As Guillermo Furniture store evolves, the manager must find more effective ways to analyze the company’s costs. To do this, he will use a myriad of tools, including choosing a control system. To further assist in decisions, the manager will compute the return on investment, residual income, and economic value added for the current situation. He also will be looking at the effects of selling the flame retardant separately by using a break-even analysis. The manager can make more informed and profitable decisions once the compiled data is examined.
Cost Relationships and Decision-Making
Managers make decisions to solve problems and take advantage of opportunities. Decisions fail because managers rush to make a decision or they misuse sparse resources. Guillermo’s thin margin of profit, high cost of labor, and strict competition make it difficult to cut costs. An option of converting to a competitor’s production method is available and would reduce labor costs, but the investment would require a large amount of capital.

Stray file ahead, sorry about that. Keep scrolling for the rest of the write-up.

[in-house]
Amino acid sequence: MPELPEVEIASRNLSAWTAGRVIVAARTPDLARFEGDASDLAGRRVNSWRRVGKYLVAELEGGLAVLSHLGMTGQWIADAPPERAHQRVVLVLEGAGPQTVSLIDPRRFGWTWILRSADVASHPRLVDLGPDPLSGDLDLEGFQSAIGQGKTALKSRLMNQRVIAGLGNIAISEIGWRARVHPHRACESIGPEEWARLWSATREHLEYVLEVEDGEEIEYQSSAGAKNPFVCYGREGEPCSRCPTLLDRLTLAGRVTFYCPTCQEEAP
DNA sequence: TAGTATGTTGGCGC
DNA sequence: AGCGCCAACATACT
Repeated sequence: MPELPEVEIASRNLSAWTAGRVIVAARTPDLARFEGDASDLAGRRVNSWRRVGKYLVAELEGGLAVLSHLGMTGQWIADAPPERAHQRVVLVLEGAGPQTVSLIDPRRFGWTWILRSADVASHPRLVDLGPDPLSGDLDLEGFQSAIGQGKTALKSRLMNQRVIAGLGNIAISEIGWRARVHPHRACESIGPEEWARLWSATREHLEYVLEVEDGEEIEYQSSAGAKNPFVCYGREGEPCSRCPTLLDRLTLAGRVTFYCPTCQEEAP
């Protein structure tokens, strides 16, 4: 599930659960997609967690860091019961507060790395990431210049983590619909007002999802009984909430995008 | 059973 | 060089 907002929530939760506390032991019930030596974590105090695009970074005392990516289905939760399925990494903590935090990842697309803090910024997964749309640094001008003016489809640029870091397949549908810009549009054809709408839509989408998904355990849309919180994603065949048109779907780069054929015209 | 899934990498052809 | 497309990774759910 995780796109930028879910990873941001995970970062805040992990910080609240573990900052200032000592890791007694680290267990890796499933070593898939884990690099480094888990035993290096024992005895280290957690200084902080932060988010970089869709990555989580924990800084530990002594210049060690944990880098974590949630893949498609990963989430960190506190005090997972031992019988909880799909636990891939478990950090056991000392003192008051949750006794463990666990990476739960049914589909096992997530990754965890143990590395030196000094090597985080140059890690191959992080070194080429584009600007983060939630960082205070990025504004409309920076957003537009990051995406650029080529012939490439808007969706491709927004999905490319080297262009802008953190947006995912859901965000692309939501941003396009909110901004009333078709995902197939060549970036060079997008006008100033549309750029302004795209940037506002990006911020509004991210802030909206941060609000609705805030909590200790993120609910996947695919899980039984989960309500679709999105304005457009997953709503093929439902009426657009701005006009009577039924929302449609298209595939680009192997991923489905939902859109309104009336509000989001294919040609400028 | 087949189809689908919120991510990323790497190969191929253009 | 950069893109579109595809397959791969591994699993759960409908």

The cost drivers for Guillermo are labor and material costs. The major costs that Guillermo can control are the cost per unit of material and the wages earned by the employees per unit produced. The employees receive a total of $300 per mid grade unit and $450 per high-end unit, plus an additional 10% of those prices as commission. One tool would be that management would change that employees were paid per unit versus an hourly wage rate. The employees will have an incentive to work faster because they will be working for the income paid per unit in the variable cost section, and the result is an increase in production. Another option is management can decide to purchase less expensive materials. The current costs are $250/high end unit, $140/mid grade unit, $25/coating unit, and $2/flame retardant unit. The best method to reduce the costs would be to hire more workers to produce more units and pay less of the overhead to...